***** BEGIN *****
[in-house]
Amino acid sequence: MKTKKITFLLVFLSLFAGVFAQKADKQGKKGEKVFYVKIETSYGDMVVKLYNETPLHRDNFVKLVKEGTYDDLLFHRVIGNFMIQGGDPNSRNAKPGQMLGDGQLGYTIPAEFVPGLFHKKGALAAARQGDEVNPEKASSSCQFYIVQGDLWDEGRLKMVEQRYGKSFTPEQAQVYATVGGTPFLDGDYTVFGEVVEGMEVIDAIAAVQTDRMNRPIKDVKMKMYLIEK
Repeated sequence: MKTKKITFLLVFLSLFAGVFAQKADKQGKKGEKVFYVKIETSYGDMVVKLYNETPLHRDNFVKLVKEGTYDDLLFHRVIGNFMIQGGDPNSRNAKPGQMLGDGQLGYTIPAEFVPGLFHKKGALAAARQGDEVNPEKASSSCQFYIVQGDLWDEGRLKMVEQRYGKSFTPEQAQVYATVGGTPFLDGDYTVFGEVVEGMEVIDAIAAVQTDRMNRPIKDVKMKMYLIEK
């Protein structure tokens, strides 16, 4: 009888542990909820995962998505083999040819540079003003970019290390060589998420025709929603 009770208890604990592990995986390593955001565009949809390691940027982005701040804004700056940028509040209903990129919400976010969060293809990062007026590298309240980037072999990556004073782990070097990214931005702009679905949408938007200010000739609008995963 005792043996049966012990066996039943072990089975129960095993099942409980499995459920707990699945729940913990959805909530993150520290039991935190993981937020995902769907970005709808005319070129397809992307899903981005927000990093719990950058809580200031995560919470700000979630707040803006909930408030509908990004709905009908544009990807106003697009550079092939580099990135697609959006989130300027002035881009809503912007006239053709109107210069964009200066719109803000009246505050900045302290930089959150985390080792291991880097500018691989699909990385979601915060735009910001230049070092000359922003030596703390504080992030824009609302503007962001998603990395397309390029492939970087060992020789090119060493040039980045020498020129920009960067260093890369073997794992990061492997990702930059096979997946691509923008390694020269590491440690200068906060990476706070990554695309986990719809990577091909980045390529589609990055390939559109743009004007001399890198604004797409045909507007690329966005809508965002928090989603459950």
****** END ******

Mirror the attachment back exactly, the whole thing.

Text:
[in-house]
Amino acid sequence: MKTKKITFLLVFLSLFAGVFAQKADKQGKKGEKVFYVKIETSYGDMVVKLYNETPLHRDNFVKLVKEGTYDDLLFHRVIGNFMIQGGDPNSRNAKPGQMLGDGQLGYTIPAEFVPGLFHKKGALAAARQGDEVNPEKASSSCQFYIVQGDLWDEGRLKMVEQRYGKSFTPEQAQVYATVGGTPFLDGDYTVFGEVVEGMEVIDAIAAVQTDRMNRPIKDVKMKMYLIEK
Repeated sequence: MKTKKITFLLVFLSLFAGVFAQKADKQGKKGEKVFYVKIETSYGDMVVKLYNETPLHRDNFVKLVKEGTYDDLLFHRVIGNFMIQGGDPNSRNAKPGQMLGDGQLGYTIPAEFVPGLFHKKGALAAARQGDEVNPEKASSSCQFYIVQGDLWDEGRLKMVEQRYGKSFTPEQAQVYATVGGTPFLDGDYTVFGEVVEGMEVIDAIAAVQTDRMNRPIKDVKMKMYLIEK
């Protein structure tokens, strides 16, 4: 009888542990909820995962998505083999040819540079003003970019290390060589998420025709929603 009770208890604990592990995986390593955001565009949809390691940027982005701040804004700056940028509040209903990129919400976010969060293809990062007026590298309240980037072999990556004073782990070097990214931005702009679905949408938007200010000739609008995963 005792043996049966012990066996039943072990089975129960095993099942409980499995459920707990699945729940913990959805909530993150520290039991935190993981937020995902769907970005709808005319070129397809992307899903981005927000990093719990950058809580200031995560919470700000979630707040803006909930408030509908990004709905009908544009990807106003697009550079092939580099990135697609959006989130300027002035881009809503912007006239053709109107210069964009200066719109803000009246505050900045302290930089959150985390080792291991880097500018691989699909990385979601915060735009910001230049070092000359922003030596703390504080992030824009609302503007962001998603990395397309390029492939970087060992020789090119060493040039980045020498020129920009960067260093890369073997794992990061492997990702930059096979997946691509923008390694020269590491440690200068906060990476706070990554695309986990719809990577091909980045390529589609990055390939559109743009004007001399890198604004797409045909507007690329966005809508965002928090989603459950």